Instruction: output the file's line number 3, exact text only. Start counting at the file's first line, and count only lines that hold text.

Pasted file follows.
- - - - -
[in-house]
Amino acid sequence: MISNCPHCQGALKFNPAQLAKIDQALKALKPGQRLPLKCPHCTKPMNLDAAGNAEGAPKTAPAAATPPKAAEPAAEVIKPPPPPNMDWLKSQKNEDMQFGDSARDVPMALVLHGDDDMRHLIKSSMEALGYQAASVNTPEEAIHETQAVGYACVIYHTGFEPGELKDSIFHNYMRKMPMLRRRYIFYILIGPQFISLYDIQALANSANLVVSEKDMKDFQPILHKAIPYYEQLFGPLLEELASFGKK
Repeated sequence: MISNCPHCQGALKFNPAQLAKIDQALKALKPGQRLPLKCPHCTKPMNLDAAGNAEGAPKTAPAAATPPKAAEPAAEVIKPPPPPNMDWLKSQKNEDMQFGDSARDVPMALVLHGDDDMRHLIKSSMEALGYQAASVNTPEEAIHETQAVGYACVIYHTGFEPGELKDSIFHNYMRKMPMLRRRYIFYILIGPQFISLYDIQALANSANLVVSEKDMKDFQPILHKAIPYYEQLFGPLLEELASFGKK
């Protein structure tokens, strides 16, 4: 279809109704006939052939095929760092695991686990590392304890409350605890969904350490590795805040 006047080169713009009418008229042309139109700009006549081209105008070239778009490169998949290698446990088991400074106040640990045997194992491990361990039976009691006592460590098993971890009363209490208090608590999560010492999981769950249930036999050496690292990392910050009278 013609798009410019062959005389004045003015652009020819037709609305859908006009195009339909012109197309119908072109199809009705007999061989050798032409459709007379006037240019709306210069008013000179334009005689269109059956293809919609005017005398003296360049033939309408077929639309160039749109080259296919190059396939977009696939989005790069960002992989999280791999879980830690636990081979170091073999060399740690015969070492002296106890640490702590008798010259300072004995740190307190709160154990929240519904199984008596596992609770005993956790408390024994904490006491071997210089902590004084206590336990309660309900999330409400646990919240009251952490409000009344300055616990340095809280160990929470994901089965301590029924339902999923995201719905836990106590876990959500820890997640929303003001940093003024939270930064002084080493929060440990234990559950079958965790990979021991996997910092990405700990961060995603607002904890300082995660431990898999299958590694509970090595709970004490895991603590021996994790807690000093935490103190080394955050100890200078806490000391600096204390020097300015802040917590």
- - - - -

Repeated sequence: MISNCPHCQGALKFNPAQLAKIDQALKALKPGQRLPLKCPHCTKPMNLDAAGNAEGAPKTAPAAATPPKAAEPAAEVIKPPPPPNMDWLKSQKNEDMQFGDSARDVPMALVLHGDDDMRHLIKSSMEALGYQAASVNTPEEAIHETQAVGYACVIYHTGFEPGELKDSIFHNYMRKMPMLRRRYIFYILIGPQFISLYDIQALANSANLVVSEKDMKDFQPILHKAIPYYEQLFGPLLEELASFGKK